The auction system is not going anywhere, Reserve Bank of Zimbabwe (RBZ) governor Dr John Mangudya has said, adding the platform will be sustained as the preferred mechanism of formally allocating foreign currency to the market.
Speaking during the chief executive officer (CEO) roundtable virtual seminar last week, the central bank chief said even sceptics must now see that the auction system was not and has never been a fluke and is here for the long haul.
Dr Mangudya also told this publication in an interview last week that the auction system had disbursed about US$1,14 billion for key imports like raw materials, fuel, machinery and equipment since inception.
The central governor said companies must not put themselves under unnecessary pressure by over ordering and stampeding each other to get foreign currency from the auction market, as funding will always be available.
The central bank is getting health inflows of hard currency from the 40 percent mandatory export surrenders and liquidations from 20 percent of all retail sales conducted in the country using foreign currency.
Further, the Government will now liquidate at least 15 percent of its total foreign currency receipts that it collects through all fees, levies and taxes that are paid for in hard currency; this as a way to support the auction system.
And in order to clear backlogs of auction bids that were allotted but have yet to be funded due to liquidity issues, Dr Mangudya said last week that banks will retain half the amount from the 40 percent mandatory export surrender.
Dr Mangudya said about 95 percent of imports into Zimbabwe were now being financed through the auction, limited interbank activity and foreign currency accounts (FCA) while the balance of only 5 percent came from elsewhere.
The governor said this means that the auction system was sustainable and is working. It has also emerged though that as local businesses started getting rightly priced forex from the auction, many went on an (imports) spending spree.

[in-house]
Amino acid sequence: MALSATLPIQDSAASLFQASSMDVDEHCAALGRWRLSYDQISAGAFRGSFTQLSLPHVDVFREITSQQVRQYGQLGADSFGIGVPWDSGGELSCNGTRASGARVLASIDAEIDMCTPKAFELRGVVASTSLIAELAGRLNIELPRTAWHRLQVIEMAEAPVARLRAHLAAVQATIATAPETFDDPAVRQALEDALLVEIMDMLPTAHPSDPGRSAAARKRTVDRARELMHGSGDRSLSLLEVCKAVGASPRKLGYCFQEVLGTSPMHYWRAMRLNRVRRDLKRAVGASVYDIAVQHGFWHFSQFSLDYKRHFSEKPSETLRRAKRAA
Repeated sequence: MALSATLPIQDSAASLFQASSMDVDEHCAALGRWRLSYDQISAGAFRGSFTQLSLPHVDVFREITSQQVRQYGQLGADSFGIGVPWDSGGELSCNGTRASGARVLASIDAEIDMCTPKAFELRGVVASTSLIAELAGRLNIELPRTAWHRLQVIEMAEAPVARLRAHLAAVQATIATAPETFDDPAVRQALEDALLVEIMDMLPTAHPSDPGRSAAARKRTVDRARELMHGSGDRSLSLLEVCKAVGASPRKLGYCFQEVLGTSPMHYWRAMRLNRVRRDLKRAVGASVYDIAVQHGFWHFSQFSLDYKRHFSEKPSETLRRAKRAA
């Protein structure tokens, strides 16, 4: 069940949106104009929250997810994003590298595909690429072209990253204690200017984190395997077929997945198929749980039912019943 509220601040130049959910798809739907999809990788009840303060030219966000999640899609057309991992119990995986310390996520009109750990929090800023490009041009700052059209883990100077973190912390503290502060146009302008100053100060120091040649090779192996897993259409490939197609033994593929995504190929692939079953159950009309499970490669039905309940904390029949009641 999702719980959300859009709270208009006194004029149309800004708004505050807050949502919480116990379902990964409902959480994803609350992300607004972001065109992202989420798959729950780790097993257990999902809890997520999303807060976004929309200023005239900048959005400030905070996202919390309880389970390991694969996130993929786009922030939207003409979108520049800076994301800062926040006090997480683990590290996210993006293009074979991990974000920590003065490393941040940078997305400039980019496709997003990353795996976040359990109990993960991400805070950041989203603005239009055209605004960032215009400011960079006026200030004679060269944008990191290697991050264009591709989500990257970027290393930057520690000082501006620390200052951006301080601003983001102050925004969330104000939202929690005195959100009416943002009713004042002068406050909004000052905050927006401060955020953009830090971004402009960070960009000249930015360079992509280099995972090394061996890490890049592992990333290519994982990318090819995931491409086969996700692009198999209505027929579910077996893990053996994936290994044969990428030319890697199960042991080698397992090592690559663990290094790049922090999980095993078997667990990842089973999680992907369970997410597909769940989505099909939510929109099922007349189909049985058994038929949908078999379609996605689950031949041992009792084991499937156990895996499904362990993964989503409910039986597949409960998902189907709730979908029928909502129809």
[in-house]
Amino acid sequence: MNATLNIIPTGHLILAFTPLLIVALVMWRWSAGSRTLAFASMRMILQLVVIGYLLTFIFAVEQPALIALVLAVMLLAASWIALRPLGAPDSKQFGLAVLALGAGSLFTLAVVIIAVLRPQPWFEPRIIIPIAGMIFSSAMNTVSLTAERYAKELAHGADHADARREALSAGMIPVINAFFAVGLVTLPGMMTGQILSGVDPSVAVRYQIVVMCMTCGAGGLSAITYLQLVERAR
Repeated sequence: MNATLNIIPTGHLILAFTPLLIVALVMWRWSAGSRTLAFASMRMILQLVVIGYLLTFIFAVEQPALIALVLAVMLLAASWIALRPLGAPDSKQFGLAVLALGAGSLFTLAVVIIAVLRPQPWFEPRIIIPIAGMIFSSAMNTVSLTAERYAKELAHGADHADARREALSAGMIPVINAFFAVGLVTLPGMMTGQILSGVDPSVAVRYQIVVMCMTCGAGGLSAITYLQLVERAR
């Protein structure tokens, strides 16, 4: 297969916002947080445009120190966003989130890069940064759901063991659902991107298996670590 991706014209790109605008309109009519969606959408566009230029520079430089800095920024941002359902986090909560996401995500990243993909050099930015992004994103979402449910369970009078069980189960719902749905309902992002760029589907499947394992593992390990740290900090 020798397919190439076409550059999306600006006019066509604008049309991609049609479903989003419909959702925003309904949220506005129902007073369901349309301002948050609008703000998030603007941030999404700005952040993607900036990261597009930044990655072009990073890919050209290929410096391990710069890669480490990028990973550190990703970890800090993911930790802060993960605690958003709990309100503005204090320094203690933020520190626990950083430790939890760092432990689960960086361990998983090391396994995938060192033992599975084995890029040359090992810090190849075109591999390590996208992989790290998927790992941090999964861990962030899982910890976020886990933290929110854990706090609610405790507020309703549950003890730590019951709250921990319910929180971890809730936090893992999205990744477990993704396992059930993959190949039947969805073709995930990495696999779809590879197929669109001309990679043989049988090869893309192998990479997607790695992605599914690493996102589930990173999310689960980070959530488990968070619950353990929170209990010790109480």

Many companies, Dr Mangudya said, that are obtaining foreign currency from the auction market now unnecessarily maintain excess orders and come to the auction market every week thinking the auction will one day be gone.
“They are over ordering their raw materials in anticipation that this thing (might not be there tomorrow) because many people think that it (auction market) is a fluke,” Dr Mangudya said at the seminar.
The central bank governor, however, assured the nation saying there was no need for any business or anyone running a business to over order because the foreign currency will continuously flow and be available.
He said the monetary authorities were happy about the southward direction that inflation is taking, since the introduction of the auction system in June last year, as well as the stability of the Zimbabwe dollar.
Monetary authorities, Dr Mangudya said, were not concerned about rates convergence, but making sure that inflation drops to sustainable levels in line with the regional benchmark.
The central bank expects that Zimbabwe’s once galloping inflation (annualised) will plunge to the SADC benchmark threshold of between 5 percent and 7 percent by the fall of next year.
On account of policy measures the Government and RBZ are implementing, Dr Mangudya said they expected inflation to fall to between 10 and 18 percent by the end of this year.
Zimbabwe’s annual inflation shed 45,85 percentage points in April to 194,70 percent, as the rate of increases in prices of goods and services keeps trending down. According to data from the Zimbabwe National Statistics Agency.
“When you deal with inflation, it brings (economic) stability and it is good for savers, investors and it is good for consumers because the currency will be stable therefore, it is good for everyone,” Dr Mangudya said.
Dr Mangudya also said the central bank will work hard to ensure that the country’s financial sector stability, help banks to offer digital services and avoid fall into traps of money laundering and financing terrorism.
The governor said the economy was now firmly on a sustainable path to recovery and growth, pointing out that Zimbabwe’s economy had since exited the period of fragility around September-October last year.
A sign of an improving economy, he said banks were now sitting on US$1,2 billion in general reserves, which they could use to lend to productive sectors and make healthy profit margins without borrowing outside the country.
To maintain the prevailing macroeconomic stability and ensure sustainable growth, Dr Mangudya said the mentality should now shift towards “production, production and productivity”.